Farmer Report from Ohio – Planting into “Out of Control” Peas

The cover crop radishes varied in size with the amount of moisture in the field in the fall of 2010.

My good friend David from Mercer County, Ohio is a great cover crop advocate.  Over the past few years he and his father-in-law have begun planting cover crops after their wheat crop is harvested.  The first year he planted oats and cover crop radish and this past year they planted a mixture called N-Vest® Groundbreaker Mix (a mixture of Austrian winter peas and cover crop radishes).  The summer of 2010 set some records for being exceptionally dry.  Neither the peas nor radish grew the way anyone hoped for, but David did find radish roots around 20 inches deep.  The peas were less than spectacular but still acceptable for as dry as it was.

No-tilling corn into this mix of peas and wheat looked like an easy task in early May when this photograph was taken...but the rains kept coming!

This is not what was expected! Early June 2011 was wet and the peas were tall.

As I have reported in several previous posts, the weather in NW Ohio and the Eastern Corn Belt was the wettest in 120 plus years of keeping records.  The Austrian winter peas and volunteer wheat over-wintered.  In early May David was convinced that they would no-till directly into that “mix.”  But the rain came and came often! By early June the peas had grown quite a bit, like up to four feet tall…and that is what they no-tilled into.  Actually, David said it was the “most mellow soil” he planted into all spring.

Just a few days after planting David sent me the photos of a beautiful stand of corn where the peas had been over 4 feet tall.

Three weeks after planting the corn looked great and the cover crop was dead. This photo was taken June 21, 2011.

I joke that David was nearly written out of the family will when he started no-till planting his corn!  The neighbors were all watching but David persevered and kept planting…even though it was not as easy or as early as he hoped it would be.  A few days later David e-mailed me more photos…and then a week later more photos…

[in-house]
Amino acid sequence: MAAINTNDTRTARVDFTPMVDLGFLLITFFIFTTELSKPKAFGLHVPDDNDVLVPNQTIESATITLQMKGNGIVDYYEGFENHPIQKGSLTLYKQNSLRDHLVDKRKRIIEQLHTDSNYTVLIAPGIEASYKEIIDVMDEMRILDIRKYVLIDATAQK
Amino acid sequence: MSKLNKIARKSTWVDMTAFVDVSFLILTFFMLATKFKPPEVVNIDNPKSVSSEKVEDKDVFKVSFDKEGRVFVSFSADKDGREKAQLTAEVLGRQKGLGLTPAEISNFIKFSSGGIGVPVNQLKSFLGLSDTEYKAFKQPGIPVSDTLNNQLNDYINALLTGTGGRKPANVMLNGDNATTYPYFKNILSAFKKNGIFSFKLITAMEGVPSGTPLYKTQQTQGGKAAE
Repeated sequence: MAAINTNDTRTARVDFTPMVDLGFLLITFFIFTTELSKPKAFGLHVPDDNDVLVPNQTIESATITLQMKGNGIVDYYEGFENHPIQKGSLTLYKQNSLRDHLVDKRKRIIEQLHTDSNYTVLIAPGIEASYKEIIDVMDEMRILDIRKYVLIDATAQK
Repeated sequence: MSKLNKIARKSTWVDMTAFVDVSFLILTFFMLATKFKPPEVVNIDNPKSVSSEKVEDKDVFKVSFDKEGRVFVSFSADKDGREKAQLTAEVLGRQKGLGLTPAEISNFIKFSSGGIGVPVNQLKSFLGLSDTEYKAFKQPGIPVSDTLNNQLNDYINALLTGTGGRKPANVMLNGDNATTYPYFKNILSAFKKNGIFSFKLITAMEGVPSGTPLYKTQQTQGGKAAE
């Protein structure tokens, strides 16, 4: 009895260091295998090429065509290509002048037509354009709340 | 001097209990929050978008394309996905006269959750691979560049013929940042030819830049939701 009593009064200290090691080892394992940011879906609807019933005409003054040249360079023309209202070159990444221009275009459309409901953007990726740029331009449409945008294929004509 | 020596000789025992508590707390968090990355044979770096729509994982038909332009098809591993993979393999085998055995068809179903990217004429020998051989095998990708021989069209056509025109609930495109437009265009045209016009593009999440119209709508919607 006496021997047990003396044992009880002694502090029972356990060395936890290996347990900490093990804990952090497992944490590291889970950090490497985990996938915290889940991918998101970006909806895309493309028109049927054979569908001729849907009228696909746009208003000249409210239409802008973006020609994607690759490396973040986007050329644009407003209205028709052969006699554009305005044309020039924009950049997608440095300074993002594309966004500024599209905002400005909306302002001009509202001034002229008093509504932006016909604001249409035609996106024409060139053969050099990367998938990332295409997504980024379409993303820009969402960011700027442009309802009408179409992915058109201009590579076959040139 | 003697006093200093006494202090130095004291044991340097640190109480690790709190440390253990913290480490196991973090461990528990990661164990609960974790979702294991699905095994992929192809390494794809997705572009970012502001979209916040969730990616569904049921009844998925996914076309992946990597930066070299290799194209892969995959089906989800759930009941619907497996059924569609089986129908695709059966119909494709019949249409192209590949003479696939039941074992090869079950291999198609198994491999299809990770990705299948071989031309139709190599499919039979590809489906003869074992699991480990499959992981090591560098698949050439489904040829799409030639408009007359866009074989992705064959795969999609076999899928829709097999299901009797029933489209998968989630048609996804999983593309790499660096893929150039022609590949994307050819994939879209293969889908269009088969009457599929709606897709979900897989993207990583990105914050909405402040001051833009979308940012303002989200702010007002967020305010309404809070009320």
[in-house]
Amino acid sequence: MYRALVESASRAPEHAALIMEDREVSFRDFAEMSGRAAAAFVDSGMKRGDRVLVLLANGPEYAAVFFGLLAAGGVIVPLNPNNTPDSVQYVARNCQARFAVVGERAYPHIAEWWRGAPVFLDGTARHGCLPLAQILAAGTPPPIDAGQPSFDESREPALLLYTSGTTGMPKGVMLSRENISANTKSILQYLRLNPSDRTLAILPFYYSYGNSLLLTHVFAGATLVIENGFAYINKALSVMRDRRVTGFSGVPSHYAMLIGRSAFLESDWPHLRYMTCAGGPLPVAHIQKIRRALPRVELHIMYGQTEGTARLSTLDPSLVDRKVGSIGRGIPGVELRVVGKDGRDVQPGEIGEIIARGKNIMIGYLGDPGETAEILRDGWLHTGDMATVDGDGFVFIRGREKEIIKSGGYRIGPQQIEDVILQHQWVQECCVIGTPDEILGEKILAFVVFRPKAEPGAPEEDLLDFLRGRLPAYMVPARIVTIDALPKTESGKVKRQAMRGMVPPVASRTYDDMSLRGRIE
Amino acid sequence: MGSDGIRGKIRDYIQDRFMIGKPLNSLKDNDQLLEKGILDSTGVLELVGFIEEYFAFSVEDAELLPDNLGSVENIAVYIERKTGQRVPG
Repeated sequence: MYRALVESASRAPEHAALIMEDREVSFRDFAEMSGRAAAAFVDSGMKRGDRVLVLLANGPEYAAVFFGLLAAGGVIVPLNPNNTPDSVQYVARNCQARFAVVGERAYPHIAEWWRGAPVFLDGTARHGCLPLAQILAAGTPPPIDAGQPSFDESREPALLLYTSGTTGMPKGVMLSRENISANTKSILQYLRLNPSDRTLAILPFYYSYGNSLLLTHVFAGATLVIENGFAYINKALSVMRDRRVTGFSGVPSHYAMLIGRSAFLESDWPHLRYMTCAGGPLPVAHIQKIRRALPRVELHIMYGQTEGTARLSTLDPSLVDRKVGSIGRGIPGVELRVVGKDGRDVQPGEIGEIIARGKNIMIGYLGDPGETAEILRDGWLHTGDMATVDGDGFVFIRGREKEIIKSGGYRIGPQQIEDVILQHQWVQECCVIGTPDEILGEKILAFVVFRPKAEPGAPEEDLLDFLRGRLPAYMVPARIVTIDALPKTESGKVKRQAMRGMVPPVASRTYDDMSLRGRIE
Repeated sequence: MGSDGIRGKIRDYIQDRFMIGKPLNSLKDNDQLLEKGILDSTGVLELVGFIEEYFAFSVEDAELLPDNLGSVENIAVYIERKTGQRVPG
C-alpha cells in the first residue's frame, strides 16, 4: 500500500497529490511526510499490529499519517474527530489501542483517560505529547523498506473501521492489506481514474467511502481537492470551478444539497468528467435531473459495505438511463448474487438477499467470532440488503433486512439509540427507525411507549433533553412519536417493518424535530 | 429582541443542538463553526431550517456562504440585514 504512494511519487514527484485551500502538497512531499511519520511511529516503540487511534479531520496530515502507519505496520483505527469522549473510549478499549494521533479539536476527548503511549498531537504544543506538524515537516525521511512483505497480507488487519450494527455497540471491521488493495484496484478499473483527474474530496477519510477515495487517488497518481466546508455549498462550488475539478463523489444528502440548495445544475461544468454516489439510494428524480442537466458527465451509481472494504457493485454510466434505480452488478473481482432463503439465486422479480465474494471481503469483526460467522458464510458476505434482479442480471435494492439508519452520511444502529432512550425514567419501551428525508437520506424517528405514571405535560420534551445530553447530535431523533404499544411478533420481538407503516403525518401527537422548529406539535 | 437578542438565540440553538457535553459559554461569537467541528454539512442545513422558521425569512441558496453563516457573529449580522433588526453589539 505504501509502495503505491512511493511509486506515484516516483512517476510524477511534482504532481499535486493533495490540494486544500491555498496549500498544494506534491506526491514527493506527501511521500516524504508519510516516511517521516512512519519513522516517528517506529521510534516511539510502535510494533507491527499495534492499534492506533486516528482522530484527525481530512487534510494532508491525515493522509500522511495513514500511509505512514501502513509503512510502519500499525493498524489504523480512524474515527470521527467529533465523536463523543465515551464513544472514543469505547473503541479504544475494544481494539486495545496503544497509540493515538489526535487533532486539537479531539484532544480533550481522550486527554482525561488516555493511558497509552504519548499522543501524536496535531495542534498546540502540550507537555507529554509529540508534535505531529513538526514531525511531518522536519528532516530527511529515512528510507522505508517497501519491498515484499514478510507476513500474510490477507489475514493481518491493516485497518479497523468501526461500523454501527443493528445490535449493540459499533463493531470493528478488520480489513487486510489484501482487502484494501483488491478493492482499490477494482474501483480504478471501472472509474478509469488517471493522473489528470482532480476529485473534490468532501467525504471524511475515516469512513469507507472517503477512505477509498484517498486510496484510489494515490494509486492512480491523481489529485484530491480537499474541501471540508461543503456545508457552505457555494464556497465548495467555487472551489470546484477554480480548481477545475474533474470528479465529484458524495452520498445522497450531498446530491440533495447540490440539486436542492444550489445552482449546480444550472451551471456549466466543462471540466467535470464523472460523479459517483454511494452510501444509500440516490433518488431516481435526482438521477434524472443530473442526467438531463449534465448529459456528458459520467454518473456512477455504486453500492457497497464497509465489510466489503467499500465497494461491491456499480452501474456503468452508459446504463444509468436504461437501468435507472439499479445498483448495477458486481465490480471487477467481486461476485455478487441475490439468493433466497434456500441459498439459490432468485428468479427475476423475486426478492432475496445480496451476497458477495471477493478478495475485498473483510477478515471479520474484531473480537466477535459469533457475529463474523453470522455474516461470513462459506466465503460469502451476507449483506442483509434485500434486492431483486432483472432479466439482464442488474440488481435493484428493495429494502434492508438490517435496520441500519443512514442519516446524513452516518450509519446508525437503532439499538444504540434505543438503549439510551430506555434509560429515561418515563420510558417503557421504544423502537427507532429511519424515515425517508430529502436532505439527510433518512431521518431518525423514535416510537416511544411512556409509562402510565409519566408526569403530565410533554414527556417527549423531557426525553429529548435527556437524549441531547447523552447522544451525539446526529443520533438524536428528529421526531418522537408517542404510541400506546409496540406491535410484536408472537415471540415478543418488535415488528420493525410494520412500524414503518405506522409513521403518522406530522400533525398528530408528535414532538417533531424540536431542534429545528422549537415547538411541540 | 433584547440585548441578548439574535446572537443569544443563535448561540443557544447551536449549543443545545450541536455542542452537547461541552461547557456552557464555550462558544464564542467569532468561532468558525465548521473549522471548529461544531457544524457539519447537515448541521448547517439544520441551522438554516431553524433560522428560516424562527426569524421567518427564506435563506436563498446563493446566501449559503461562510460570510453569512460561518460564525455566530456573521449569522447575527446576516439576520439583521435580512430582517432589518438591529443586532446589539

Exactly four weeks after planting and the corn looks remarkable.

So now the neighbors are wondering about this David “kid” that married into this operation.  Maybe he is not as foolish as they thought earlier in the spring!  Exactly four weeks after planting the corn was over “knee high by the 4th of July” and now the neighbors are asking what that cover crop was!

In mid-July, six weeks after planting and the weather has been HOT and dry...but according to David, the field "shows less stress" than conventionally tilled field that had no cover crops.

But the dry summer of 2010 was now being duplicated by another dry summer and the summer of 2011 has been much hotter than 2010.  So how has the no-till corn fared during these challenging conditions? Very well, actually.

There was less than 2" of rain in a very hot July and yet the field looks quite good considering the heat and dryness that it has experienced.

So will David plant cover crops again?  Yes!  In fact they are already in the ground and waiting for rain to emerge.  David has been very excited all the way through this process as he has been confident he is doing the right thing for his soil and the future of his farming operation.  Thanks to David for providing the photos and information to encourage all of us that cover crops are an exciting option that we should all consider.

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4 Responses to Farmer Report from Ohio – Planting into “Out of Control” Peas

  1. Brian September 8, 2011 at 8:57 am #

    Dave, if David doesn’t mind sharing his information could you please keep us posted on how this field yields for David compared to his similar fields that were not planted with cover crops? It will be interesting to see if the four foot peas helped the soil retain more of the spring rain water, hopefully maintaining or boosting yields during the stressful year.

  2. Dave September 8, 2011 at 11:17 pm #

    Brian,

    I am pretty sure David will let me know and then I’ll share that info as a follow-up post. Thanks! Dave

  3. danny December 4, 2011 at 12:49 am #

    how was the pea controlled? was it sprayed with an herbicide at the same time as corn drilling?

  4. Dave December 23, 2011 at 11:27 pm #

    Danny, I’ll have a post on that really soon. I did find out that the corn planted in this specific field yielded over 200 bpa even though it was planted late and VERY dry most of the summer. That was surprising and awesome!